Important note: We are talking today about real despair, which can be so intense as to leave one feeling so defeated and unworthy, self-harm or suicide can seem like a desirable option. If this is where you find yourself as you read, PLEASE click this link and call the number on it immediately. This is no light matter. God cares, and so do other people who are there to help you…

Now for the other side of yesterday’s coin:

Believe it or not, the other side of despair can be good, very good. But it’s got to be genuine, total specific despair. I’ll let Shannon Thomas explain….

Shannon counsels victims of psychological abuse and helps them heal. In her excellent Healing from Hidden Abuse, I found wisdom about despair that seemed hard to accept—until I “got it;” then I recognized how vitally important such “despair” can be to our emotional, physical, even spiritual well-being.

After explaining “The Basics of Psychological Abuse,” she presents the six stages through which she’s seen victims gain healing.

And the first, which she calls critically pre-requisite to all the steps to follow, is… “Despair”!

Here’s how it works:

(She says), “A week does not go by that I don’t hear at least one person say during a counseling session, ‘I can’t do this anymore.’ I think these words are powerful. They [signal] that change in some form is probably on the horizon or at least it should be. An overload on emotional capacity is the reason people get to the point where they feel they cannot continue to stay in a relationship, …place of employment, …one-sided friendship, … the pressures created by a harmful spouse [or] unrealistic toxic family obligations, or whatever might be at the core of an ‘I can’t do this anymore’ statement.”

Then she says something shocking about those of us who feel so proud or grateful about our “resiliancy” and high emotional capacity to keep “bouncing back” from a toxic situation:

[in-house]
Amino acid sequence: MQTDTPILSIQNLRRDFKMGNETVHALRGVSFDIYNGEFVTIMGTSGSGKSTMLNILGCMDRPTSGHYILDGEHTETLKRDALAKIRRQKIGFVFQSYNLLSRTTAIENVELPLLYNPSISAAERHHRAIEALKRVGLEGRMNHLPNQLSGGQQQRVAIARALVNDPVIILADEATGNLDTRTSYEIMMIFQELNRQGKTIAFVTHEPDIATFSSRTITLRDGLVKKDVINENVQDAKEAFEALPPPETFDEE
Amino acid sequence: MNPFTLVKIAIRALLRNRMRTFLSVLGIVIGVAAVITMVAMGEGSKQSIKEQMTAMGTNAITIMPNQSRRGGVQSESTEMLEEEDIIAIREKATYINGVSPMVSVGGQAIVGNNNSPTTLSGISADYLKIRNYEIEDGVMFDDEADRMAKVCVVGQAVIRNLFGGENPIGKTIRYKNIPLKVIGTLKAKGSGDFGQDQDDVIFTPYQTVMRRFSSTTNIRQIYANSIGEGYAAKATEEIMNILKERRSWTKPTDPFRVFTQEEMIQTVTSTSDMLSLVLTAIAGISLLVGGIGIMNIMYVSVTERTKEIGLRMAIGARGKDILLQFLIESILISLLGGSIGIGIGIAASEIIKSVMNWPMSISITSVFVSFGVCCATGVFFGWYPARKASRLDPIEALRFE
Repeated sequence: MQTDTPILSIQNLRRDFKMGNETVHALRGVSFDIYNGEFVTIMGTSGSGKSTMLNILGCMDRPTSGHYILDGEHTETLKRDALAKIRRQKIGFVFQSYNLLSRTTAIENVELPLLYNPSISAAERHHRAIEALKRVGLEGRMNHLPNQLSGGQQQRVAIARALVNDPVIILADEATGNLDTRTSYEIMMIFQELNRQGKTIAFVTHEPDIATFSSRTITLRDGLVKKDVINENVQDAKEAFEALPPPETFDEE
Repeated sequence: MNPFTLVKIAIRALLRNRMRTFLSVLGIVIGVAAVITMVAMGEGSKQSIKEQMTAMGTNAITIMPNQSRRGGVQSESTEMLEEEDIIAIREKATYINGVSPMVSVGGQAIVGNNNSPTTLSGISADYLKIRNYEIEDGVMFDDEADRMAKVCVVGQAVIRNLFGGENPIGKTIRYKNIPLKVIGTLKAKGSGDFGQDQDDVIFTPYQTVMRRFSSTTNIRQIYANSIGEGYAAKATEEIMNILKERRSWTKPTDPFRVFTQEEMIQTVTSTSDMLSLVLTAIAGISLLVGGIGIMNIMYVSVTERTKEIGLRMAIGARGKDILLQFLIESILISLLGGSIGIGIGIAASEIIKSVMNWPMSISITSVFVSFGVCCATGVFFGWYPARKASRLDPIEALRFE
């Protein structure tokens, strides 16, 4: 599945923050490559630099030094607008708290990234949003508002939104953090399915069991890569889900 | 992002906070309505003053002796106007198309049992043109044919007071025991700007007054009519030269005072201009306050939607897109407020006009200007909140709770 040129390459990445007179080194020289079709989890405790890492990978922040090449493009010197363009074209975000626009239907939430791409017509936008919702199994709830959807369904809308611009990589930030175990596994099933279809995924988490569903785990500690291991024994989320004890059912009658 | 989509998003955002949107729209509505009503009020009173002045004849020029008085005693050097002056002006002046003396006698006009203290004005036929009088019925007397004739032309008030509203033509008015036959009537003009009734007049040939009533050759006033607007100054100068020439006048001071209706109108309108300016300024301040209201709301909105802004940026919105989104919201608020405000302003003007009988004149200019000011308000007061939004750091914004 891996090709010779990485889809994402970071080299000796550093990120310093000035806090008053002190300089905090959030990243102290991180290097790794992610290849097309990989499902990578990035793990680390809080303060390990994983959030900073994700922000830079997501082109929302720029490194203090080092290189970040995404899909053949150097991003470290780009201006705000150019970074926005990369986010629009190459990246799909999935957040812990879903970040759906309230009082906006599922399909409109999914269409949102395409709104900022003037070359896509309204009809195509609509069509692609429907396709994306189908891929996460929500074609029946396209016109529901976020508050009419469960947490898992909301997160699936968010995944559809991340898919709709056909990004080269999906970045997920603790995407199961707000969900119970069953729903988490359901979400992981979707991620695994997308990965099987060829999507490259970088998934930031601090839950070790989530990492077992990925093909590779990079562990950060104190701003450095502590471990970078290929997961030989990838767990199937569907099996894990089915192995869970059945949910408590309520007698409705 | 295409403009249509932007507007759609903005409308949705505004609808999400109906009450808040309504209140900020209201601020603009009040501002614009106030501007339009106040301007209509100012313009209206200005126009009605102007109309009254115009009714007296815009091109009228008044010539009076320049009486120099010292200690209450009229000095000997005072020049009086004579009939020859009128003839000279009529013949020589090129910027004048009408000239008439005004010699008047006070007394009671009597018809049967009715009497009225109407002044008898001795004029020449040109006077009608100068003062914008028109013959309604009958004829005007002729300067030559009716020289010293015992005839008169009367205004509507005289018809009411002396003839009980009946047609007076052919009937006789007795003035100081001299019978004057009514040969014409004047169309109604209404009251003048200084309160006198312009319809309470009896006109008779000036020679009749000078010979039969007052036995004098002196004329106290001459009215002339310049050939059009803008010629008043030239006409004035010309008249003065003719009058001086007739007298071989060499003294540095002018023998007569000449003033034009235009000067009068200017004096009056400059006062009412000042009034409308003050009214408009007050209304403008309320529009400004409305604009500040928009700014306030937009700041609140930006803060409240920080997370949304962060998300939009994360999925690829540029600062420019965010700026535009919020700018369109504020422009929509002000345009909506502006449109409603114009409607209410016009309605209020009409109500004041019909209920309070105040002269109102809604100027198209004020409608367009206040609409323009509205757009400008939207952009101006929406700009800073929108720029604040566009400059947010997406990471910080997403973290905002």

“If we have a high level of emotional capacity, it predisposes us to stay in abusive relationships longer. This is not a great thing. [However], a high level of emotional capacity helps survivors heal and truly recover. Our own strengths can be a double-edged sword…

Getting to the point of feeling like we can’t continue doing something is not a bad thing. I have repeatedly watched amazingly strong men and women make… significant… needed life changes after they were able to get to [this] point… A deep sorrow is often how Stage One is described. A soul sorrow. A level of exhaustion… at times hard to explain…

“The challenge to Stage One is knowing whether we have arrived at a point of true despair and change will come, or if it’s just a temporary low point. Will we be heading back for more rounds of the same abuse? Just because we may be capable of forcing ourselves to continue down a certain path does not mean our nervous systems or physical health will be okay with that decision. I strongly believe in the mind-body connection, and if we continue doing what is harmful to us, our well-being will suffer… It is inevitable. I have witnessed the full spectrum of client emotional and physical breakdowns due to psychological abuse. I can share with you that once the body starts to shut down, a survivor must decide for who and what they are living.” [underlining mine]

These words of hers meshed “coincidentally” with a newsletter I recently read from another counselor of psychological abuse survivors. She shared the testimony of one woman who said she’d thought she was doing well and that she took good care of her health. A routine medical checkup shocked her when the doctor told her part of her body systems had already started to shut down, and if she didn’t change her life immediately, she would die.

Something else made this information about the necessity of “despair” ring true:
My Al Anon memories. Al Anon calls it “hitting bottom,” just like the alcoholic needs to do in order to start recovery. Step One in their 12-step program is “We admitted we were helpless over… [alcohol, or ________ (whatever)], that our lives had become unmanageable,” and until you’ve reached this point, you haven’t even begun!

Even the Apostle Paul had to learn this despair over a “thorn” in his life: “The Lord… said to me, ‘…My strength is perfected in weakness.’ Therefore… I will… boast… in infirmities… For when I am weak, then I am strong” (2 Cor 12:9-10). We need the “despair” stage to quit playing superheroine and truly put ourselves in God’s care and guidance.

So, is despair a crime? Only if we ignore it as the signal it is and thereby keep wallowing in it or ignoring it, and thereby harm ourselves with it!